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Charles Spurgeon's Illustration Collection
Church: Her Glory in Tribulation
One will at a certain hour of a bright day be surprised to see a rainbow making an entire circle, surrounding the fall like a coronet of gems, or a ring set with all the brilliants of the jeweller. Every hue is there. We saw two such bows, one within the other, and we fancied that we discovered traces of a third. We had looked upon such a sight but once before, and were greatly delighted with 'that arch of light, boom of the spray, and colored by the sun.' It was a fair vision to gaze upon, and reminded us 'of the mystic rainbow, which the seer of Patmos beheld, which was round about the throne, for it strikes us that it was seen by John as a complete circle, of which we see but the half on earth; the upper arch of manifest glory we rejoice to gaze upon, but the lower and foundation arch of the eternal purpose, upon which the visible display of grace is founded, is reserved for our contemplation in another world. When we read in the first verse of the tenth chapter of Revelation,' I saw another mighty angel come down from heaven, clothed with a cloud: and a rainbow was upon his head,' it greatly assists the imagination to conceive of a many-colored circlet, rather than a semicircle.
We lingered long watching the flashing crystal, dashed and broken upon a hundred craggy rocks, and tossed into the air in sheets of foam, to fall in wreaths of spray; we should not have tired for hours if we could have tarried to admire the harmonious hues of that wheel within a wheel,
'Of colours changing from the splendid rose,
To the pale violet's dejected hue;'
but we were on a journey, and were summoned to advance. As we mounted our mule and rode silently down the pass, mid the pine forests and the over-hanging mountains, we ompared the little stream to the church of God, which in peaceful times flows on like a village brook, quiet and obscure, blessed and blessing others, but yet little known or considered by the sons of men. Abana and Pharpar, rivers of Damascus, .re greater than all the waters of Israel, and the proud ones of the earth despise that brook which flows 'hard by the oracle of God,' because her waters go softly and in solitary places; but when the church advances over the steeps of opposition, and is dashed adown the crags of persecution, then, in her hour of sorrow, her glory is revealed. Then she lifts up her voice, like the sea, and roars as a boiling torrent, quickening her pace till that mighty river, the river Kishon, sweeps not with such vehemence of power. Her sons and daughters are led to the slaughter, and her blood is cast abroad, like the foam of the waters, but onward she dashes with irresistible energy, fearing no leap of peril; and then it is that the eternal God glorifies her with the rainbow of his everlasting grace, makes the beauty of her holiness to shine forth, and, in the patience of the saints, reveals a heavenly radiance, which all men behold with astonishment. The golden age of true religion is the martyr period; war breeds heroes, and suffering unto blood in striving against sin draws forth men of whom the world is not worthy. So far from enduring loss by opposition, it is then that the cause of God receives its coronation. The rainbow of the divine presence in the fullness of majesty encircles the chosen people when tribulation, affliction, and distress break them, as the stream is broken by the precipitous rocks adown which it boldly casts itself, that its current may advance in its predestined channel. When, at any time, our forebodings foretell the coming of evil times for the church, let us remember that before the Spirit revealed to the beloved disciple the terrible beasts, the thundering trumpets, the falling stars, and the dreadful vials, he bade him mark with attention that the covenant rainbow was round about the throne. All is well, for God is true.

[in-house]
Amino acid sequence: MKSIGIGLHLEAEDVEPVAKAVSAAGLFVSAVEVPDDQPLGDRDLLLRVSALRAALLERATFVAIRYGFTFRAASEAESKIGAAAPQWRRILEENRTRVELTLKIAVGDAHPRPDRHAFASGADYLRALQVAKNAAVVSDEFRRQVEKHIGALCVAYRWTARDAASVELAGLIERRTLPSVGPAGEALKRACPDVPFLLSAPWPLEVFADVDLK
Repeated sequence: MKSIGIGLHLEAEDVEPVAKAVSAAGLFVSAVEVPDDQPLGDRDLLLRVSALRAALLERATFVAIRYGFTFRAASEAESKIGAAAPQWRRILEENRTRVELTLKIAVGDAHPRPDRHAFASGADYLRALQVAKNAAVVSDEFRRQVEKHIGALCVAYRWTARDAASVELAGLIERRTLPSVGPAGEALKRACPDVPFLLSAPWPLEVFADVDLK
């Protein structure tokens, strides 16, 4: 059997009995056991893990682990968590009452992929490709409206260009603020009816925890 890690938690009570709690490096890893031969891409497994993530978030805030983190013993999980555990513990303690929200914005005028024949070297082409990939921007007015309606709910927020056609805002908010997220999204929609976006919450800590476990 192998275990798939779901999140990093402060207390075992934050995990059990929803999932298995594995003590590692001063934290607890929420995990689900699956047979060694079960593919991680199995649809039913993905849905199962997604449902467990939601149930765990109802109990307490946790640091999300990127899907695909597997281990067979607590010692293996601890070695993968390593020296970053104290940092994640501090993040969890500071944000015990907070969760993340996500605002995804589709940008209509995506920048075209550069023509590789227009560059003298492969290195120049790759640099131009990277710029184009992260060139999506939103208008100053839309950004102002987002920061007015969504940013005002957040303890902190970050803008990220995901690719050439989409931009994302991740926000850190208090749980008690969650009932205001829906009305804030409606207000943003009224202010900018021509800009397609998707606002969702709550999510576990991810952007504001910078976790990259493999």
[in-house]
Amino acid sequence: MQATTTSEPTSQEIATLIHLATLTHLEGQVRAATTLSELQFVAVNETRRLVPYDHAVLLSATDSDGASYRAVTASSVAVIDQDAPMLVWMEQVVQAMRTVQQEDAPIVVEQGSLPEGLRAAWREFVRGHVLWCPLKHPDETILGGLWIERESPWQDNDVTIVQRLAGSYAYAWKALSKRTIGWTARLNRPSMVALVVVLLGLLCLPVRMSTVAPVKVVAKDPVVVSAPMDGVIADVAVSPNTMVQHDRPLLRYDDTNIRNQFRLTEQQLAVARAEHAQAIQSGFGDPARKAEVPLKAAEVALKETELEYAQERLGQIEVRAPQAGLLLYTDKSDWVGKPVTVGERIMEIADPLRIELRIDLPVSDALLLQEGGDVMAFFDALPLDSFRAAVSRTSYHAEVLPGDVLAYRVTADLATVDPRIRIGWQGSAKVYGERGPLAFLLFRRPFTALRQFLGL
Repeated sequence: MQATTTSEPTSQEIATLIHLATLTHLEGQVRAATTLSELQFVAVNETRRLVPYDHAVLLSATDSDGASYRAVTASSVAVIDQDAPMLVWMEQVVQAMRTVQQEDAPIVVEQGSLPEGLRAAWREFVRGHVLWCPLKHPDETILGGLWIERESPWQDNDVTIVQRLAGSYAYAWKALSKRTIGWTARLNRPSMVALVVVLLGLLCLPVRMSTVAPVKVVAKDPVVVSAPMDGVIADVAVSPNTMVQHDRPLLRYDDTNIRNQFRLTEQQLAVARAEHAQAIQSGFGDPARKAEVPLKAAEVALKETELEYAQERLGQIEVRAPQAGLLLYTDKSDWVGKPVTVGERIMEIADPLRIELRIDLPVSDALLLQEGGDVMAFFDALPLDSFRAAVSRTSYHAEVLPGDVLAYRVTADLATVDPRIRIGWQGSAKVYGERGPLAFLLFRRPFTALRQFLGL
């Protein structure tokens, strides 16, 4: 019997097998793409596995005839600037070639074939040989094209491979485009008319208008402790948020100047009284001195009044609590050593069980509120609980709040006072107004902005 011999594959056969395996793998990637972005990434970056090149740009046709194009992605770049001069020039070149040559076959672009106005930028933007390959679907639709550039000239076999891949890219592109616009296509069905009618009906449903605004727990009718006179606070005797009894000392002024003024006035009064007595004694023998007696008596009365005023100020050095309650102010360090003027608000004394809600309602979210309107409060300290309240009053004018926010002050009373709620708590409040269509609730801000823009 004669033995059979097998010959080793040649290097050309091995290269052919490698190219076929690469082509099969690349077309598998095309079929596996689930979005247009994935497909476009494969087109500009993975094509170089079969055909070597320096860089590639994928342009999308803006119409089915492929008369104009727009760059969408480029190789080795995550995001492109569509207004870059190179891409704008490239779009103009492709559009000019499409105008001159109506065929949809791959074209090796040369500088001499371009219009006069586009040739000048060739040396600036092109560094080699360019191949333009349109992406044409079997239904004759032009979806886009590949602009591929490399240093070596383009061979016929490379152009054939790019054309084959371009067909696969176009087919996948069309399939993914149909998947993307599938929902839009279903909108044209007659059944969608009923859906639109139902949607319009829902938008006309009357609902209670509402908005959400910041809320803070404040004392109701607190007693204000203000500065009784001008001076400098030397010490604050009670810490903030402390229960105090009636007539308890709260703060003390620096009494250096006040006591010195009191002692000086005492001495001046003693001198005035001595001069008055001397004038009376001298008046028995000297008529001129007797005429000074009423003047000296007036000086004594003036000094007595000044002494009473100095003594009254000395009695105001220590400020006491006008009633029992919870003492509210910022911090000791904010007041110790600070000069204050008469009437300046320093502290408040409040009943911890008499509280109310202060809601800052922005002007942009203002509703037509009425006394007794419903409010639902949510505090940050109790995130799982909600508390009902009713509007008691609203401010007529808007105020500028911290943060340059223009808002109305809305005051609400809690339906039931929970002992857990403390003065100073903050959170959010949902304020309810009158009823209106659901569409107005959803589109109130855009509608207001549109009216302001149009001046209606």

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Spurgeon, Charles. Entry for 'Church: Her Glory in Tribulation'. Charles Spurgeon's Illustration Collection. https://www.studylight.org/dictionaries/eng/fff/c/church-her-glory-in-tribulation.html. 1870.
the Fifth Week after Epiphany